"He had ground down his teeth so far you could see the pulp; they were supererupted from all the grinding and some were coming out of their sockets," she explained. "Every tooth needed a crown. But if you crown teeth that are so worn down, it would just open up his bite so much and would be so uncomfortable it wouldn't be possible unless you reintrude the teeth orthodontically. We had to send him to orthodontics to push all the teeth back in before crowns could be placed."

“Sometimes these cases take years, so you can do small things but you can't do the full case.”
— Nicole Kemena, DDS

Many cases, like mine, require years to complete.

"That's the hard thing about being in school," Dr. Kemena said. "Sometimes these cases take years, so you can do small things but you can't do the full case."

Patients with substance abuse problems also presented a challenge. "Sometimes it was hard to get them numb," she noted.

She found working on my double implants to be her most interesting case because it provided rare and valuable clinical experience.

"I really like oral surgery," Dr. Kemena said. "To do implant cases outside dental school is incredibly expensive, and it's incredibly hard to do because it's so time-consuming."

General dentists must take a continuing education course to perform such procedures. "It's great I had the chance to do it in school before I graduated," she said.

End of the road

Darya Ghafourpour, DDS, who oversees restorative procedures, is another UofP alum who works at the clinic one day a week supervising about 40 students, in addition to her private practice.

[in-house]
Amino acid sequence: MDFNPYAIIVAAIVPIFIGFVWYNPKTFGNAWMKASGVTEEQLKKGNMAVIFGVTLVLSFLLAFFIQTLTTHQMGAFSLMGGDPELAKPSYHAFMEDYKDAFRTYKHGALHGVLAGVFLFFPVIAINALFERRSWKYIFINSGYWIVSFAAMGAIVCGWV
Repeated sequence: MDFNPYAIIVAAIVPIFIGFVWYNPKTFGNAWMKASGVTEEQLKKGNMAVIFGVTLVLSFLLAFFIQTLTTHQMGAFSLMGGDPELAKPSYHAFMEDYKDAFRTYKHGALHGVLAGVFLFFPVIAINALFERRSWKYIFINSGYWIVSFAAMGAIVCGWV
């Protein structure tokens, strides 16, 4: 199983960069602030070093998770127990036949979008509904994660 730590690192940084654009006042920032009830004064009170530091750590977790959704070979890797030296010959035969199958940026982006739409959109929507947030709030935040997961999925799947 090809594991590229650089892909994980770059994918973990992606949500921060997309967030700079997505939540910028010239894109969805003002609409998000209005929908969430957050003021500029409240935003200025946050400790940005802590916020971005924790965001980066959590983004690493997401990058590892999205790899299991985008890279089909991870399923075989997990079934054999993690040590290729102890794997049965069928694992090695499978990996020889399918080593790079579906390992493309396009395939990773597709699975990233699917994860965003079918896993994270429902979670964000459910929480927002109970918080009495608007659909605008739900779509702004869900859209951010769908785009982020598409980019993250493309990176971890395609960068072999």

"Some patients say they want to have a great smile, and then you look at the condition of their mouths and just go, ‘Wow, how can we make that work?' " she explained. "Sometimes you determine that the needed work is too complex for the general care clinic or too complex for student dentists."

The goal is to retain as many of a patient's teeth as possible, she emphasized, but it's not always feasible.

"Patients say, ‘I don't want to lose my teeth,' so you want to help them maintain their teeth or what few they have left," Dr. Ghafourpour said. "But sometimes it ends up being a lot more complex than they would have ever envisioned, and sometimes they're not able or willing to look at the prospect of losing their teeth."

When Dr. Kemena graduated in June, she handed me over to another student, whom I've yet to meet. I'm told that all that's left is coming in to get a shading match for my new bridge and a final bite check. While it's been a long road, I'm finally nearing the end, my final appointment.

And when I walk out with my lovely new bridge covering the two implants, I'll give the biggest smile to everyone on my way out. Sometimes you appreciate things more when they require more time and effort.